Congressional negotiators reach compromise
on rail safety measure
Published: September 24, 2008
Source: Los Angeles Times
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WASHINGTON, D.C. — Spurred by the deadly head-on crash of two trains in
Chatsworth, congressional negotiators agreed Tuesday to a groundbreaking
rail safety reform bill requiring many passenger and freight trains to
be equipped with technology that can automatically prevent collisions.
The measure had stalled before Sept. 12, when a Metrolink commuter train
crashed into a Union Pacific freight train, killing 25 people and
injuring 135. It was the worst rail accident in modern California
history -- one that might have been avoided, investigators say, if the
trains had automatic breaking systems.
The bill, however, would delay the required installation of so-called
"positive train control" systems until 2015 for most passenger service
and freight trains carrying hazardous materials, a compromise that
disappointed Sen. Dianne Feinstein (D-Calif.).
"No question it's good that there's a deal," Feinstein said, "and I hope
that it can be passed before this Congress comes to a close. Yet, I'm
very disappointed about the deadline."
Feinstein said she had hoped the railroads would be forced to act by
2012 for "at least the highest-priority single-track lines that carry
both passengers and freight."
Metrolink has to share most of its track with freight carriers, whereas
many commuter services around the United States have far less
competition with freight trains.
The compromise legislation will be put to a vote in the House today and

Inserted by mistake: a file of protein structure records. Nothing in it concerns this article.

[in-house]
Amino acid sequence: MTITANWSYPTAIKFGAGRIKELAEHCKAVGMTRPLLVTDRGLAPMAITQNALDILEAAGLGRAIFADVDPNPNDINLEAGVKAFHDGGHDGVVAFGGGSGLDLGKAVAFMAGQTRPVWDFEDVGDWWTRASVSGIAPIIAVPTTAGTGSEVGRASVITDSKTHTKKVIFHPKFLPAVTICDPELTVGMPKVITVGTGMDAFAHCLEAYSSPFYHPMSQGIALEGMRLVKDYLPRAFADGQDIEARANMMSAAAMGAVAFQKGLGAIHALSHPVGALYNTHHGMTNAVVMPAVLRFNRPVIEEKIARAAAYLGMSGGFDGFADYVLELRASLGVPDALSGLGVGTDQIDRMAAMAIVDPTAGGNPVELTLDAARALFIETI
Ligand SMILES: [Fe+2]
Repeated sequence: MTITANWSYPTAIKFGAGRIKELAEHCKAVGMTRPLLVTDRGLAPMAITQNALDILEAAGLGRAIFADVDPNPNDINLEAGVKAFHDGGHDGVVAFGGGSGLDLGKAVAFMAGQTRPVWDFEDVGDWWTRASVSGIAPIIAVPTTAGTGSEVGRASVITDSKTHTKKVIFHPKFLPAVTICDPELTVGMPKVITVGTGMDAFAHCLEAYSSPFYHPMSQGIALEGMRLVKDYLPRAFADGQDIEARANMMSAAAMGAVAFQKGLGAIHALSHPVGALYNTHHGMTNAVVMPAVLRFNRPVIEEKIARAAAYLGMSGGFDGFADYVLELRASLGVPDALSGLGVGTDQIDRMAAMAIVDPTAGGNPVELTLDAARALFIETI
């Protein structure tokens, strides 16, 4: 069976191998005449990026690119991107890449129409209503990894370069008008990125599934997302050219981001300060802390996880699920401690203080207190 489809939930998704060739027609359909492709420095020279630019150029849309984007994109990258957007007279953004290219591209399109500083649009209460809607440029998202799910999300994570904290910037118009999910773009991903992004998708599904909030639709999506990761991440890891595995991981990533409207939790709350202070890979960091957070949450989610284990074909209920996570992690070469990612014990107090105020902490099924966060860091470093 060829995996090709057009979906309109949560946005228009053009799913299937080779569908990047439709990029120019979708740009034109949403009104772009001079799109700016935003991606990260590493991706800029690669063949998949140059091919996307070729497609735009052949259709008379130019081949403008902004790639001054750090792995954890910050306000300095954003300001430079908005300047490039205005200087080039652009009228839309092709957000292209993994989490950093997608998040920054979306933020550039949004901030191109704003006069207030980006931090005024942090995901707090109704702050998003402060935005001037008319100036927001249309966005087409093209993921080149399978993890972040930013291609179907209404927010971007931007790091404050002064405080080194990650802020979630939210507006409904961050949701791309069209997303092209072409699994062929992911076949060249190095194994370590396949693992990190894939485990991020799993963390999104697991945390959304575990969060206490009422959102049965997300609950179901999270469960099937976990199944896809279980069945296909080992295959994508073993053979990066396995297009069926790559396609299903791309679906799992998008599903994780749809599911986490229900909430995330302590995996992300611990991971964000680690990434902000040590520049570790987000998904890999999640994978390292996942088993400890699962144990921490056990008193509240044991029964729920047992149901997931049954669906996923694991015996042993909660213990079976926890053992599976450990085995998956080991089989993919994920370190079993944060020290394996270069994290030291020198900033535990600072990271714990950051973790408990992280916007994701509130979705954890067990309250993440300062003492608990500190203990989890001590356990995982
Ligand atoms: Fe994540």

then go to the Senate before Congress is scheduled to adjourn Friday.
The bill would provide $50-million to help pay for the technology, cap
the number of hours that freight train crews could work each month at
276 hours -- the current limit is more than 400 hours -- and require the
U.S. Department of Transportation to draw up limits for passenger crews.
In addition, the bill would require the Federal Railroad Administration
to add safety workers.
Feinstein and Sen. Barbara Boxer (D-Calif.) spent part of Tuesday
sternly questioning rail officials about the Metrolink crash.
The senators repeatedly expressed frustration over the fact that in
Southern California, Metrolink and Union Pacific have to rely solely on
single engineers as the last defense against collisions.
Rail industry officials said the most advanced technology is not yet
developed enough to dependably work in Southern California's complex web
of passenger and freight traffic.
"I can't understand it, I can't be sympathetic with it," Feinstein said
during the briefing. "It's an incredible frustration to say you can
continue to operate passenger and freight on the same single track with
no collision-avoidance system."
The Sept. 12 crash near Chatsworth occurred after a Metrolink engineer
failed to heed three signals, warning him that another train was ahead
on the same track. The engineer was killed in the crash. Why the signals